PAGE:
Film: “Danny Collins”, as reviewed by Lizzie Shanks
“Being rich and famous isn’t what corrupts your art, only you can do that. Call me. We can discuss this.” That’s what’s scribed in a letter written decades before to the then budding rock star, Danny Collins, by none other than John Lennon and Yoko Ono themselves.
But the message never reached Collins (Al Pacino), now a substance abusing, aged rocker whose financial status and notoriety morphed him to stardom portraying a tragically campy Neil Diamond knock-off, repeating equally tragic choreography nightly to a fan base of licorice-eating groupies turned seniors.
The letter, stumbled upon by Collins’ road manager and best friend, Frank Grubman (Christopher Plummer), was finally gifted to him at a ‘surprise’ birthday party thrown by his scantily-clad twenty-something girlfriend – a ridiculous coupling by his own admission.
In the post-party, over-indulged aftermath, Collins sits contemplatively near the pool, his manager by his side with the splay of his passed-out girlfriend on the grass before them like a signpost marking the path taken. He laments what might have happened had he followed Lennon’s advice and called him to discuss the pitfalls of selling out.
Danny Collins, in a moment anointed with cliché yet appreciated anyway, realizing that he hadn’t written a decent song in over thirty years, checks out of his rock star life and into a no frills hotel in blue collar New Jersey. With a Steinway piano crammed into the room and Lennon’s framed letter, he also plans to meet his son for the first time – the grown up progeny of a long ago encounter with a groupie, living nearby. None of this happens before he demonstrates the charm and charisma that made a star of him in the first place – an entertaining flirtation with hotel clerk, Mary, endearingly played by Annette Benning. The relationship looms large with age-appropriate possibility with Mary appearing on the short list of people in his life not actually buying what he’s selling and liking him anyway.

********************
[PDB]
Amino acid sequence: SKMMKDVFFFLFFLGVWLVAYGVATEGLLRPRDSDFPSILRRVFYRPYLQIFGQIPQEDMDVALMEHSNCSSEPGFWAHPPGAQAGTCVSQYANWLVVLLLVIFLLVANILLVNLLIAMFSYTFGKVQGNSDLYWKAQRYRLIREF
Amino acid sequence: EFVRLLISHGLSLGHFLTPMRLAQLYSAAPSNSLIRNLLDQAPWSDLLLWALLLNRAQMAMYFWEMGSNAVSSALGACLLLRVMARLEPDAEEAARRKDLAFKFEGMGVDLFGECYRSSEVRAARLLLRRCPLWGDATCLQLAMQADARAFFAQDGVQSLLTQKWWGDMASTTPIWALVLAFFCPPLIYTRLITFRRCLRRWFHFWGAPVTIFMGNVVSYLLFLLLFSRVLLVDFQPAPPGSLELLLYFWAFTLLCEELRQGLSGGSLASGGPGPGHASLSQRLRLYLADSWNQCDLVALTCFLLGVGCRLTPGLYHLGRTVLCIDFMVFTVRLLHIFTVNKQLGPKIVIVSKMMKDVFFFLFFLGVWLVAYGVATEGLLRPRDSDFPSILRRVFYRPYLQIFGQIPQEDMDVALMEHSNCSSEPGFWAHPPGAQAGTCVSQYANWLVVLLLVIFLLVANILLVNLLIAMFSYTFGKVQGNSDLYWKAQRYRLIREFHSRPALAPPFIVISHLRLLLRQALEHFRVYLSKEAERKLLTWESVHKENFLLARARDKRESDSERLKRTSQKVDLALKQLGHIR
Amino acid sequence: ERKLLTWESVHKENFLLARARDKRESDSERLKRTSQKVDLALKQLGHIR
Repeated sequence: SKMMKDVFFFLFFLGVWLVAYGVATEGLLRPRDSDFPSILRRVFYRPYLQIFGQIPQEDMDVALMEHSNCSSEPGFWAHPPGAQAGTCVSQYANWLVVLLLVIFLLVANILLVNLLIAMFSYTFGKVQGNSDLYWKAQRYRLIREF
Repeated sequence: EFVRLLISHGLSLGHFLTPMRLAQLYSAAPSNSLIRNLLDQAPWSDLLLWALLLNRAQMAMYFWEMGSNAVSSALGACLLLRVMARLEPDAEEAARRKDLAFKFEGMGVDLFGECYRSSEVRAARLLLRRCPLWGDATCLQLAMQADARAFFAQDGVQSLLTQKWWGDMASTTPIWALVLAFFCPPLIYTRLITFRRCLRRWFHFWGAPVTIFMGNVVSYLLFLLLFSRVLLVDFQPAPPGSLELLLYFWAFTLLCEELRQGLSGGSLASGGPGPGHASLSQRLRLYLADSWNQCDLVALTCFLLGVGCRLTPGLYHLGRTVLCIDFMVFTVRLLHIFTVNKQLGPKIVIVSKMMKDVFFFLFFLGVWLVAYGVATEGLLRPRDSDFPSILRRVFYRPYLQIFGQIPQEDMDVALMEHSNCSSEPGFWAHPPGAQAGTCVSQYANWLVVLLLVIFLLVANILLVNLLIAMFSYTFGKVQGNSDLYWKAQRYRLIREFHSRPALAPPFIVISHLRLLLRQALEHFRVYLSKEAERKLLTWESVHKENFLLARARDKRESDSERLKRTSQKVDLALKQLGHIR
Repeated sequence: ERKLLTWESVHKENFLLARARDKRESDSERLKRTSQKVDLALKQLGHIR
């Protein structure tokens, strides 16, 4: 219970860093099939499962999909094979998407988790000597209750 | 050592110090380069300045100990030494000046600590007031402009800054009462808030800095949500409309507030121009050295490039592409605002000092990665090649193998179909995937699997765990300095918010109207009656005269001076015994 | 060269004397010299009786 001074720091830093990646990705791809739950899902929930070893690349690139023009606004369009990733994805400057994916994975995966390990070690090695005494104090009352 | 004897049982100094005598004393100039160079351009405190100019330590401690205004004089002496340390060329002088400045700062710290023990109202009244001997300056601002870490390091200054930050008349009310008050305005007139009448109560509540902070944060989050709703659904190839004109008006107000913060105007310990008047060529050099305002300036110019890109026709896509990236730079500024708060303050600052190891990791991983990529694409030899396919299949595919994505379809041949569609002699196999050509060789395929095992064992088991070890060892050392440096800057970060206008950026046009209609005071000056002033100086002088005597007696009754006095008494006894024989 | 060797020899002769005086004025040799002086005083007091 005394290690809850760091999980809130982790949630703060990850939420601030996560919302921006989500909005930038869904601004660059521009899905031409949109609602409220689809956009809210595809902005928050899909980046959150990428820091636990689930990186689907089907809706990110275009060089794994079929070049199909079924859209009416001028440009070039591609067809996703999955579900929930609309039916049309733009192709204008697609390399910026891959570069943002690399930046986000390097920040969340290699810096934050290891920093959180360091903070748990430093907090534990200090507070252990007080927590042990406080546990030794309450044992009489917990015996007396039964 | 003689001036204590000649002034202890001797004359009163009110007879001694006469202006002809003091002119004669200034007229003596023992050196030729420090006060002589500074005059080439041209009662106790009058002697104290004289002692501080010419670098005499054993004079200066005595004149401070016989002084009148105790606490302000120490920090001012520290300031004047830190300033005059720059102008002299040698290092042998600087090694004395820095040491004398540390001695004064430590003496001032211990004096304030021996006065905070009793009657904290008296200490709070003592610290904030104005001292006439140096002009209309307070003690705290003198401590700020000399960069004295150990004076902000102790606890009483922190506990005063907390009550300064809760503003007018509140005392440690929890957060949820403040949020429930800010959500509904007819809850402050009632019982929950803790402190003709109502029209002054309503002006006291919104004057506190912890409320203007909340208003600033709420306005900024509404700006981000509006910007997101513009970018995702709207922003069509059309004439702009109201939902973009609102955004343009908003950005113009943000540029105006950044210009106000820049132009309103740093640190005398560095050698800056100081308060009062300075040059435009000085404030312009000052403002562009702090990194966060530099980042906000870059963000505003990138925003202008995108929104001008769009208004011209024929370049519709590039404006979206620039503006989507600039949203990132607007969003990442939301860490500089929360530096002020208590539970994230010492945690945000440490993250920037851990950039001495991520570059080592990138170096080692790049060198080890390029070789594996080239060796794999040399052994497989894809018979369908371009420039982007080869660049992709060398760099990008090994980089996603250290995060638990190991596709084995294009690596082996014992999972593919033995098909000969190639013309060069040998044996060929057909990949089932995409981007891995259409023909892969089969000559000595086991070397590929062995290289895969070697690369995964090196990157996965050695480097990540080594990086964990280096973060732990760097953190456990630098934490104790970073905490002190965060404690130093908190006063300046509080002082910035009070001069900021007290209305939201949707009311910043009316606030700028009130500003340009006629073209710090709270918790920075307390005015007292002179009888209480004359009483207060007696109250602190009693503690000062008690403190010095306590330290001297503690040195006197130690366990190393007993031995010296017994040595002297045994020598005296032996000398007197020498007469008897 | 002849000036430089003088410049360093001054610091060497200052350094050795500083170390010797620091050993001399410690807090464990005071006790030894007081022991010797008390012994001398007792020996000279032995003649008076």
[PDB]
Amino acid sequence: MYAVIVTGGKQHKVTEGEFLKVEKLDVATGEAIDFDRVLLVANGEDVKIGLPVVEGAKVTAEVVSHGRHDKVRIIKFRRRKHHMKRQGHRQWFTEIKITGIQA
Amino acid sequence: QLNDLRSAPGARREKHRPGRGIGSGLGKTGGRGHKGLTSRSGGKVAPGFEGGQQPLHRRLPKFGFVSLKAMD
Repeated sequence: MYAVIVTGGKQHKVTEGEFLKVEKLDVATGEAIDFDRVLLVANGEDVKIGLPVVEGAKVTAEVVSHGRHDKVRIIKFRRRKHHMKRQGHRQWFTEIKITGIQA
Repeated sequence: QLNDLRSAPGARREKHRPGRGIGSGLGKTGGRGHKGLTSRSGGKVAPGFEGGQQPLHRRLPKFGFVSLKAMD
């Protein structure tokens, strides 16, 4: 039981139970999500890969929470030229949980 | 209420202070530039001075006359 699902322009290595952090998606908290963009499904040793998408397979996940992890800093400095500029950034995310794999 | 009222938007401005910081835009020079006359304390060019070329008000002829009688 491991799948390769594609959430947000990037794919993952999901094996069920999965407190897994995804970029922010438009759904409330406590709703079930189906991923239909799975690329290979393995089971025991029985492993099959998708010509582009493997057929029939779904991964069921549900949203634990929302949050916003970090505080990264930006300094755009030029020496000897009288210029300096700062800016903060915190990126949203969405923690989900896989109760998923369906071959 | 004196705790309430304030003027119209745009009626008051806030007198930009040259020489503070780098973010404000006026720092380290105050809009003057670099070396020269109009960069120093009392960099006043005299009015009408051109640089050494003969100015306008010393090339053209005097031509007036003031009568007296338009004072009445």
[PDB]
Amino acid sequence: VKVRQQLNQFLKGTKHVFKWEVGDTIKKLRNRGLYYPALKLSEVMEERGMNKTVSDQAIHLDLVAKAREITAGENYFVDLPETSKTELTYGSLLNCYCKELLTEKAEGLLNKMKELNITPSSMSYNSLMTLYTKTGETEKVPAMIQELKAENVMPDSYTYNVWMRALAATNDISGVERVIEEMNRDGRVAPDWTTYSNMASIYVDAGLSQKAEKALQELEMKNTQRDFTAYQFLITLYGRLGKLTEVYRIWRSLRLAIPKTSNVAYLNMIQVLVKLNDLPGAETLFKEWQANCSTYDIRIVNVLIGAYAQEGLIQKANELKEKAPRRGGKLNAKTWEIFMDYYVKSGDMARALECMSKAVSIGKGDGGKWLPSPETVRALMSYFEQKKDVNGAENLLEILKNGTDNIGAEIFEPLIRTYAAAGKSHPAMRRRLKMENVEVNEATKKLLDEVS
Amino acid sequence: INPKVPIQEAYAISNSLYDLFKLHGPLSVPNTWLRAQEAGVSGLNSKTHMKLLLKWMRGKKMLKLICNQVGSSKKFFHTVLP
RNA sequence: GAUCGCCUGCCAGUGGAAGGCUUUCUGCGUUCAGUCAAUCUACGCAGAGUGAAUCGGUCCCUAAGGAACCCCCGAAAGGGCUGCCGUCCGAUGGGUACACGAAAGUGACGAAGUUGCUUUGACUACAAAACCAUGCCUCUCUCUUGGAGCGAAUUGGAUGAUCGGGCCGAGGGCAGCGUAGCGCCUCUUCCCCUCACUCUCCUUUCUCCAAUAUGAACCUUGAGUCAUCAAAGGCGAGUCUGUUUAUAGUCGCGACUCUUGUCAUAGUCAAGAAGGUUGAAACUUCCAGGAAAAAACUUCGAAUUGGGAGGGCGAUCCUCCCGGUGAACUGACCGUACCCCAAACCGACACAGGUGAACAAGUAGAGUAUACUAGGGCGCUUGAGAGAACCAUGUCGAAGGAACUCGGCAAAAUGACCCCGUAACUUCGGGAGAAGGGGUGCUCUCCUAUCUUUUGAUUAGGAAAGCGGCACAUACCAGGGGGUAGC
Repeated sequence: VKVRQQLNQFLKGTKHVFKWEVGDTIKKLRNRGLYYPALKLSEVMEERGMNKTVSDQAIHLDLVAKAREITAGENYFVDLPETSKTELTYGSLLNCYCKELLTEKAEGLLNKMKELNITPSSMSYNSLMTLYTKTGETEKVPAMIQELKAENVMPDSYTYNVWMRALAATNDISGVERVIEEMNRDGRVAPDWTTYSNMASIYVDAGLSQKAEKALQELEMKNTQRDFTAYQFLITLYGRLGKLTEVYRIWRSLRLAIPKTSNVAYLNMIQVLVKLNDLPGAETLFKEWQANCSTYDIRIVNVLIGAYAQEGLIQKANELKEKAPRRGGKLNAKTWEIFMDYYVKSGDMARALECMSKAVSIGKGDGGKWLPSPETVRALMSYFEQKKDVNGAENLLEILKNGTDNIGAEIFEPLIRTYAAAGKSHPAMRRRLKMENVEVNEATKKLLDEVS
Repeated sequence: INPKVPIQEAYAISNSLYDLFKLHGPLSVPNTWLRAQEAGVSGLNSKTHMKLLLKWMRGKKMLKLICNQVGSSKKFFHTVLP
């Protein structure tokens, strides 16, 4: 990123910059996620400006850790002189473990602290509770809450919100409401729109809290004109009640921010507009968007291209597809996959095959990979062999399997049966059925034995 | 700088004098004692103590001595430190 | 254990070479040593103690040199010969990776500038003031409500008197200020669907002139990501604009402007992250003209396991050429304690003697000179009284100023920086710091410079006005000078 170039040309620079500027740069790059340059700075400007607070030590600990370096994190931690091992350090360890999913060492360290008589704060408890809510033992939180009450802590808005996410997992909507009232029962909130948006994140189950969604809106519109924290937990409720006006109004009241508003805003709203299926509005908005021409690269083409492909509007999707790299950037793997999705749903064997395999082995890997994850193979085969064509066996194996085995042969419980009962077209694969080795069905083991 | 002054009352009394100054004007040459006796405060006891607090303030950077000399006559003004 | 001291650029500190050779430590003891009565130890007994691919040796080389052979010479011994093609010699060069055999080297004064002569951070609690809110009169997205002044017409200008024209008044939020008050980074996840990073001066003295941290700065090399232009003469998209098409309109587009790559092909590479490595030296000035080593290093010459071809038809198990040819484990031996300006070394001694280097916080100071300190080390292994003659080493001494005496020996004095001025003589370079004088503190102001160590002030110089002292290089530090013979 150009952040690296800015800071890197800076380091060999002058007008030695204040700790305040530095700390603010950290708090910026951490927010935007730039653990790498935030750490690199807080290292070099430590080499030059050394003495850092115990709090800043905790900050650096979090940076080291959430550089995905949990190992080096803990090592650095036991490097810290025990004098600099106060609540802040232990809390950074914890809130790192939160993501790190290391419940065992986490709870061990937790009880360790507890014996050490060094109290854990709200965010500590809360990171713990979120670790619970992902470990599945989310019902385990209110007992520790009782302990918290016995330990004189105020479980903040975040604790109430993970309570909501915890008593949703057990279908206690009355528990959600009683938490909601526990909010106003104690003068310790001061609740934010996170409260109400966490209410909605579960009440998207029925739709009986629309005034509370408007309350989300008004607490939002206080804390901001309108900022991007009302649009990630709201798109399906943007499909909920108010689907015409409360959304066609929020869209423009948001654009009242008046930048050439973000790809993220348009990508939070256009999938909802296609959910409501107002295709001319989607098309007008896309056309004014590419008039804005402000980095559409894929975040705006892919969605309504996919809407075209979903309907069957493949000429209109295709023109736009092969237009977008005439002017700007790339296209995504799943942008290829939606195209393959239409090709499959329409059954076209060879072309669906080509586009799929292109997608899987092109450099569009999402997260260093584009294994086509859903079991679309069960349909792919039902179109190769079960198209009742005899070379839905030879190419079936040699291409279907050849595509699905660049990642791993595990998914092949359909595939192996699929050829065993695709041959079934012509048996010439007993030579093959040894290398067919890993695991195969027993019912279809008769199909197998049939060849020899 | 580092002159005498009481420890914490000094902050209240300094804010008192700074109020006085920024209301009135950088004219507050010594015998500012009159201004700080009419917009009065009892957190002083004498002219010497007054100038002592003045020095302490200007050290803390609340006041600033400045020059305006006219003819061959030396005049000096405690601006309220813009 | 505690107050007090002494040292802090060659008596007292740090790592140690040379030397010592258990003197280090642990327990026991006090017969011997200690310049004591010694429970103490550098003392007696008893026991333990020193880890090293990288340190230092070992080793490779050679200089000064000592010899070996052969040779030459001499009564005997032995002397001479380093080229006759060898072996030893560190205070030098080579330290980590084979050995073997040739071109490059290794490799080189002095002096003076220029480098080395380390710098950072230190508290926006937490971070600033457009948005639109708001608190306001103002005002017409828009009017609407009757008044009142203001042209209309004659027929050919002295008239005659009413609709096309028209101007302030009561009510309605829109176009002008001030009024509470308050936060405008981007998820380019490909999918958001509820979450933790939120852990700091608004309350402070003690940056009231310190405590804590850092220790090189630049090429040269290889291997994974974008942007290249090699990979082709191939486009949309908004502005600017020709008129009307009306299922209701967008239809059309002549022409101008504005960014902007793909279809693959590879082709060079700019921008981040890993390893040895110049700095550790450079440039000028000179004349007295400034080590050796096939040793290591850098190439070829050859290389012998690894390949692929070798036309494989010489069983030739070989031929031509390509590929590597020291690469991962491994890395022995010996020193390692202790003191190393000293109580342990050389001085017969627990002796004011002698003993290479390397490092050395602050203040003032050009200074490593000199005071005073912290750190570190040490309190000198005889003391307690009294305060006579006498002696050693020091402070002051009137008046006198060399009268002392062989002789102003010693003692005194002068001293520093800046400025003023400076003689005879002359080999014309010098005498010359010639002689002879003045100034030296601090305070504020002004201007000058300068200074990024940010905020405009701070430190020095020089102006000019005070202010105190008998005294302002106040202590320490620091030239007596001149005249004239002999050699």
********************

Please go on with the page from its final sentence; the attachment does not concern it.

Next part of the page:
Collins’ son, Tom (Bobby Cannavale), makes the same sales pitch-resistant list, preferring to opt out of any life that includes the father that never was. His ADHD-described granddaughter and pregnant daughter-in-law, Samantha (Jennifer Garner), provide the perfect “in” to repair the damage: Danny pulls strings at a prestigious and expensive NYC alternative school for kids that don’t fit the usual mould, using his money and fame to bump his granddaughter to the top of a long waiting list. On the eve that grandpa is finally triumphing on the family-front after a tour bus-ridden day culminating in a Toys R Us binge, Tom announces that he’s been withholding the fact that he has leukemia from his wife – at least until after the baby is born.
Reminded that life is indeed short, while being stealthily supportive of his son’s cancer treatment, Danny embarks on a last ditch effort on stage, attempting new material reminiscent of more meritorious earlier offerings. In the first of such performance trials, the audience chants relentlessly for one of his absurd, older songs and after he sadly succumbs, he turns to hard partying to numb his pain.
You’d have to be made of stone not to root for the guy, to whistle for him to get up again and give it another shot. To have his son get well, and to actually go out to dinner with Mary at long last, who promises that she will, but only after he performs his new songs. So it happens even if ever so predictably – the discovery that any path leading to love, however messed up and off-course it gets, can’t be wrong.
A full-fledged Renaissance woman, Lizzie Shanks self-describes, with tongue firmly lodged in cheek, as having severe career ADHD. She is a freelance writer, emerging author, and ia Juno Award nominated singer/songwriter, with three critically acclaimed album releases from her years with the band Besharah. She is also an interior designer, and has provided treatment foster care to at-risk youth for over ten years. She is currently working on a new musical project.